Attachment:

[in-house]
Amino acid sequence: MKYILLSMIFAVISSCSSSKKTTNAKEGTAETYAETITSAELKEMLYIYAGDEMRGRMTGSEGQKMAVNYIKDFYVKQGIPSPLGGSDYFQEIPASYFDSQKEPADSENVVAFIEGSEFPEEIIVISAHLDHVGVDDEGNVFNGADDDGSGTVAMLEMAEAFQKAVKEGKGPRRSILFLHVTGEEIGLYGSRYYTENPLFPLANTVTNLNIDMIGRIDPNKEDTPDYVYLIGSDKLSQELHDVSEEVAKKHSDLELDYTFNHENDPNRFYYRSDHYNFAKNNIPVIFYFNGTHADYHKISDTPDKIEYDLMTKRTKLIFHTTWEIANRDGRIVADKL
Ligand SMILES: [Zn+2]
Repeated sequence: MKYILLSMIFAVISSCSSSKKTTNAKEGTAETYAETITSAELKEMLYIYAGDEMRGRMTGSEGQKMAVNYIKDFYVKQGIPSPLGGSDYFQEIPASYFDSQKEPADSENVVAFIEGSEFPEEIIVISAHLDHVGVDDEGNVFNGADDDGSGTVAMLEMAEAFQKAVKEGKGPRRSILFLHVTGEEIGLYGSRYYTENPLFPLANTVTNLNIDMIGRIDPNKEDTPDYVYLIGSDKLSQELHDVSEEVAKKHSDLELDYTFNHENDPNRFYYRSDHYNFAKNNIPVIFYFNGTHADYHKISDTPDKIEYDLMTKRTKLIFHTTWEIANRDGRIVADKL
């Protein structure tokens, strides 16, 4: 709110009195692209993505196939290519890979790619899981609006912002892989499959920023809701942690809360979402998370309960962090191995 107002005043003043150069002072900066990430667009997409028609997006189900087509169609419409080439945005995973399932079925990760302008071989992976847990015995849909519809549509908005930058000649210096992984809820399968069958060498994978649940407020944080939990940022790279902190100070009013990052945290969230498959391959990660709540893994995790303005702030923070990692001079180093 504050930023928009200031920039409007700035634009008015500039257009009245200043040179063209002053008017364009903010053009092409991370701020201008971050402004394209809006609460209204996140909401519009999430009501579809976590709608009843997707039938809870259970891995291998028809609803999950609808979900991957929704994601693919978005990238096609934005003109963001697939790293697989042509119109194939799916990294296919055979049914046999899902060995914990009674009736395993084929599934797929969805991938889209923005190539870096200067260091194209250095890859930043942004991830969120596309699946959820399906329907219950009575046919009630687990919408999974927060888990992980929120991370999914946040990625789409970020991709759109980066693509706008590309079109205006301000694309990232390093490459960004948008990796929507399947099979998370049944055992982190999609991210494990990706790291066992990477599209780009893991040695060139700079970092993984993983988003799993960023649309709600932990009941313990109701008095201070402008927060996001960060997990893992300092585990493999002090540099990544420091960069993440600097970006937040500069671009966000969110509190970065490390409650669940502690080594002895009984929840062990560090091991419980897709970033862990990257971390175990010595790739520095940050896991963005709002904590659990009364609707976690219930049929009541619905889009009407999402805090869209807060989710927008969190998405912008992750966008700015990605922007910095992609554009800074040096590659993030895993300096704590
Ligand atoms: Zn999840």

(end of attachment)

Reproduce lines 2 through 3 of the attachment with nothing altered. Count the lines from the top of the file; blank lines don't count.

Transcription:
Amino acid sequence: MKYILLSMIFAVISSCSSSKKTTNAKEGTAETYAETITSAELKEMLYIYAGDEMRGRMTGSEGQKMAVNYIKDFYVKQGIPSPLGGSDYFQEIPASYFDSQKEPADSENVVAFIEGSEFPEEIIVISAHLDHVGVDDEGNVFNGADDDGSGTVAMLEMAEAFQKAVKEGKGPRRSILFLHVTGEEIGLYGSRYYTENPLFPLANTVTNLNIDMIGRIDPNKEDTPDYVYLIGSDKLSQELHDVSEEVAKKHSDLELDYTFNHENDPNRFYYRSDHYNFAKNNIPVIFYFNGTHADYHKISDTPDKIEYDLMTKRTKLIFHTTWEIANRDGRIVADKL
Ligand SMILES: [Zn+2]